Some people find decanting dry goods into clear or labeled canisters makes them more accessible. If you do this, tape the cooking instructions to the underside of the lid for things like rice and quinoa if you’re not used to cooking them.  
Do you have any kitchen organizing tips that have helped you eat healthier?
<![CDATA[What does "Getting Organized" look like for YOU?]]>Wed, 01 May 2019 04:00:00 GMThttp://theorderlylife.com/blog/what-does-getting-organized-look-like-for-you

What does "Getting Organized" look like for YOU? - The Orderly Life

Woman with daily planner
These days, it seems like everyone is talking about “organization.” There is no shortage of instructional resources on the topic and, admittedly, as a professional organizer, I love hearing new viewpoints, seeing creativity in addressing different organizing challenges and viewing photos of chaotic spaces made beautiful (so cathartic!). 
If you’re reading this, I assume that you have at least some interest in getting organized and recognize that there are a lot of benefits to doing so. However, have you ever stopped to ask, “What exactly does it mean to be organized? How will I know when I’m there?” Do you have to fold your clothes a certain way or arrange all of your food in clear, labeled containers to be considered “an organized person”? Of course not!
Lately, I’ve been thinking about how truly personalized organizing can be. There are definitely common principles that can help anyone organize pretty much anything (topic for later!). However, we all have different life situations, routines, and preferences that we need to think about when setting our organizing goals. 
For example, I love to cook/bake and adore seeing photos of pretty walk-in pantries. But my kitchen does not have a walk-in pantry. Instead, I have a narrow but deep pantry cabinet which is well-stocked given how much I cook and the fact that we buy frequently used items in bulk to save time and money. However, it’s well-organized, stores everything I need, and I can find everything quickly which is key. So "my organized kitchen” will never look like some of my favorite pins, but I don't expect it to!
At a basic level, I consider “being organized” to mean the following:
  • Your space contains only items that you use or serve a specific purpose (i.e. a fire extinguisher)
  • Every item has a home that you can remember & makes sense for your life 
  • You have routines to maintain order & complete daily routines efficiently and…this is key…you follow them!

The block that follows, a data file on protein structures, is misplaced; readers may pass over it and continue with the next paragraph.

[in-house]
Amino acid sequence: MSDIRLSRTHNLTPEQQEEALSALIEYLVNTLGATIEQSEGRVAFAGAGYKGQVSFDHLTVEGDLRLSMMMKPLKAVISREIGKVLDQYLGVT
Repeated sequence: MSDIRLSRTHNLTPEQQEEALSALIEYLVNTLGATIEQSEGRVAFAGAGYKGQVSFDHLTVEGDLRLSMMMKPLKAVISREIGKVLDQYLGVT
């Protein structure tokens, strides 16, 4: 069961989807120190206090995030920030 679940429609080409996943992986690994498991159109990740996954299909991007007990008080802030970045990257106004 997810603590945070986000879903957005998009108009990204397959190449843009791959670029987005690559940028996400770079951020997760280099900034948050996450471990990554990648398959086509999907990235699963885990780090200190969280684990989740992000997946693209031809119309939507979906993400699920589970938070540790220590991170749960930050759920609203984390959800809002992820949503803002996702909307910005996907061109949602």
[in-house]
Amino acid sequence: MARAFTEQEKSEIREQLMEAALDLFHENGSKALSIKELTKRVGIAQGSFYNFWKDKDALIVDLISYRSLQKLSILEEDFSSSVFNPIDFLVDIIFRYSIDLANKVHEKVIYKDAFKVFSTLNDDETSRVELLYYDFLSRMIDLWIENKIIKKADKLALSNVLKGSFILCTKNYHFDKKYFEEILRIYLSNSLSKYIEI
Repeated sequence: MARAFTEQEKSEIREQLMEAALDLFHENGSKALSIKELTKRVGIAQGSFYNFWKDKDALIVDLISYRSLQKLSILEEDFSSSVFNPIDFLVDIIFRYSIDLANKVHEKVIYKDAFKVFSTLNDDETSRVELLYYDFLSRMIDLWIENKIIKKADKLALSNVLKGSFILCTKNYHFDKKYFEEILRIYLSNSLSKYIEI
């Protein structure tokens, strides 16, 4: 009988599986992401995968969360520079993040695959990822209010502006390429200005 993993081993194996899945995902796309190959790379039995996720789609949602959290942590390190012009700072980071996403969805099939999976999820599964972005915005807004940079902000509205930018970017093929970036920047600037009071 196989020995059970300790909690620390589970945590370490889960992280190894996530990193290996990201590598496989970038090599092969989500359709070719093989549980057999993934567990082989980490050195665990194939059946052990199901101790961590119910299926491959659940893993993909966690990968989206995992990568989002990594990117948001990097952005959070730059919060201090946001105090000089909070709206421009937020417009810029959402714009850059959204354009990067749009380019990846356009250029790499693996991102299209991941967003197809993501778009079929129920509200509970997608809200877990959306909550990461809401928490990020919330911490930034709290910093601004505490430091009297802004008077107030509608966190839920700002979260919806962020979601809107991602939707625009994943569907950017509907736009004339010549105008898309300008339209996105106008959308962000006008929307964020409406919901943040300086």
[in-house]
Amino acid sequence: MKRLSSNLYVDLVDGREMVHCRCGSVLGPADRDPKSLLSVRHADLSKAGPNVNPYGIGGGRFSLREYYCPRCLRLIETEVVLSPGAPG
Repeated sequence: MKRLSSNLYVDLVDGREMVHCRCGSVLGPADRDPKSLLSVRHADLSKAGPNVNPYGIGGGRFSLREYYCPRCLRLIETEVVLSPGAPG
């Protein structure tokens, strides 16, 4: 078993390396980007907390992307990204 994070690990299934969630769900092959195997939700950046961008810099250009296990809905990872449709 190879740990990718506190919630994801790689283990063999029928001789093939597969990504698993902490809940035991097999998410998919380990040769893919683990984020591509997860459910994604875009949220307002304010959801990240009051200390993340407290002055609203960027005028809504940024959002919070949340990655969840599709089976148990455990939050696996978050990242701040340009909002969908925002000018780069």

The best solutions, however, will not be one-size-fits-all. Fight the temptation to compare your home or life to someone else’s (not always easy, I know!).  There’s no magical level of organization that you must achieve to say, “I’m an organized person”, and we all have weeks when things get a little out of order. But with a home for everything and good routines, getting it back in order will not take long. 
As you progress on your organization journey, consider the three points in the basic definition to identify areas that still need attention. For instance, do you technically have a home for everything but constantly struggle to put items back? If you feel the items are in spots that make sense for you, then you need to consider your routines and systems for maintaining order. Perhaps you need a different system or haven’t put in the work to create the habit yet. 
Finally, also consider the following to personalize your organizing solutions:
  • Other People: Who else uses the space or are part of the routine?
  • Personal Preferences: For instance, do you prefer: Open or closed storage? Soothing neutrals or happy patterns? Labels or No Labels? Uniform storage bins or a coordinated mix? Technological vs traditional solutions? 
  • Budget:If you have a small budget, look at what you own and get creative. 
  • Frequency of Use:How often do you use items? Create easy access to thing you use often. 
If you’re struggling with any area of the organizing process, I hope this has been productive food for thought! Stay tuned for more articles on one of my favorite topics. 
Have a blessed day!